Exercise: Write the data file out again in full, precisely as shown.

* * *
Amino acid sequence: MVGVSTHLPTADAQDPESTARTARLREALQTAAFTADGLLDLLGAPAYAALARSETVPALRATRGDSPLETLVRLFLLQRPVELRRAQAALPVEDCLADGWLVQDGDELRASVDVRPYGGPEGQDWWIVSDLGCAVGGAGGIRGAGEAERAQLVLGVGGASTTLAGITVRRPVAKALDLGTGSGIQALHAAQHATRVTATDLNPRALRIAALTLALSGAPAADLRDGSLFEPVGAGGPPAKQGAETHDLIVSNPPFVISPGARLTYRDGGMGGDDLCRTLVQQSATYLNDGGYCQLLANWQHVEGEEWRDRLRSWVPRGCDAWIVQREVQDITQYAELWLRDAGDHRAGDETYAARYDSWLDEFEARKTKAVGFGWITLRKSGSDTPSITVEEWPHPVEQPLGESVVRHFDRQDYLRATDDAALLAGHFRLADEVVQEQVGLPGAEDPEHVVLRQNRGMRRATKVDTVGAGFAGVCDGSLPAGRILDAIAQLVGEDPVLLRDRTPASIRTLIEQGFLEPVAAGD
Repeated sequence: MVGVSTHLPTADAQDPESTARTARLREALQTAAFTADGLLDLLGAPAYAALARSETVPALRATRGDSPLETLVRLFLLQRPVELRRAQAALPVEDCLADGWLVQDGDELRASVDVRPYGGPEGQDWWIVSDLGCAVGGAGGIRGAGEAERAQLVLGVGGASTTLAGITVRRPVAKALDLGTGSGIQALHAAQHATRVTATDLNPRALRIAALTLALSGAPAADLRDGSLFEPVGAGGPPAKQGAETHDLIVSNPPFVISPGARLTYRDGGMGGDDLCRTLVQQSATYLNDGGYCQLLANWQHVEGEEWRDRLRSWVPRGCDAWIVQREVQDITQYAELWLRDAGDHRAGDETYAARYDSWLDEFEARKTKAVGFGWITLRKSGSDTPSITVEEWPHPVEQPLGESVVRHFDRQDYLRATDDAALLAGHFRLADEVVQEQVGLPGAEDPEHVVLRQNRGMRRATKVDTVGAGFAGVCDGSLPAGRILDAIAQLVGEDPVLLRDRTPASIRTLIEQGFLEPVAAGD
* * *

Amino acid sequence: MVGVSTHLPTADAQDPESTARTARLREALQTAAFTADGLLDLLGAPAYAALARSETVPALRATRGDSPLETLVRLFLLQRPVELRRAQAALPVEDCLADGWLVQDGDELRASVDVRPYGGPEGQDWWIVSDLGCAVGGAGGIRGAGEAERAQLVLGVGGASTTLAGITVRRPVAKALDLGTGSGIQALHAAQHATRVTATDLNPRALRIAALTLALSGAPAADLRDGSLFEPVGAGGPPAKQGAETHDLIVSNPPFVISPGARLTYRDGGMGGDDLCRTLVQQSATYLNDGGYCQLLANWQHVEGEEWRDRLRSWVPRGCDAWIVQREVQDITQYAELWLRDAGDHRAGDETYAARYDSWLDEFEARKTKAVGFGWITLRKSGSDTPSITVEEWPHPVEQPLGESVVRHFDRQDYLRATDDAALLAGHFRLADEVVQEQVGLPGAEDPEHVVLRQNRGMRRATKVDTVGAGFAGVCDGSLPAGRILDAIAQLVGEDPVLLRDRTPASIRTLIEQGFLEPVAAGD
Repeated sequence: MVGVSTHLPTADAQDPESTARTARLREALQTAAFTADGLLDLLGAPAYAALARSETVPALRATRGDSPLETLVRLFLLQRPVELRRAQAALPVEDCLADGWLVQDGDELRASVDVRPYGGPEGQDWWIVSDLGCAVGGAGGIRGAGEAERAQLVLGVGGASTTLAGITVRRPVAKALDLGTGSGIQALHAAQHATRVTATDLNPRALRIAALTLALSGAPAADLRDGSLFEPVGAGGPPAKQGAETHDLIVSNPPFVISPGARLTYRDGGMGGDDLCRTLVQQSATYLNDGGYCQLLANWQHVEGEEWRDRLRSWVPRGCDAWIVQREVQDITQYAELWLRDAGDHRAGDETYAARYDSWLDEFEARKTKAVGFGWITLRKSGSDTPSITVEEWPHPVEQPLGESVVRHFDRQDYLRATDDAALLAGHFRLADEVVQEQVGLPGAEDPEHVVLRQNRGMRRATKVDTVGAGFAGVCDGSLPAGRILDAIAQLVGEDPVLLRDRTPASIRTLIEQGFLEPVAAGD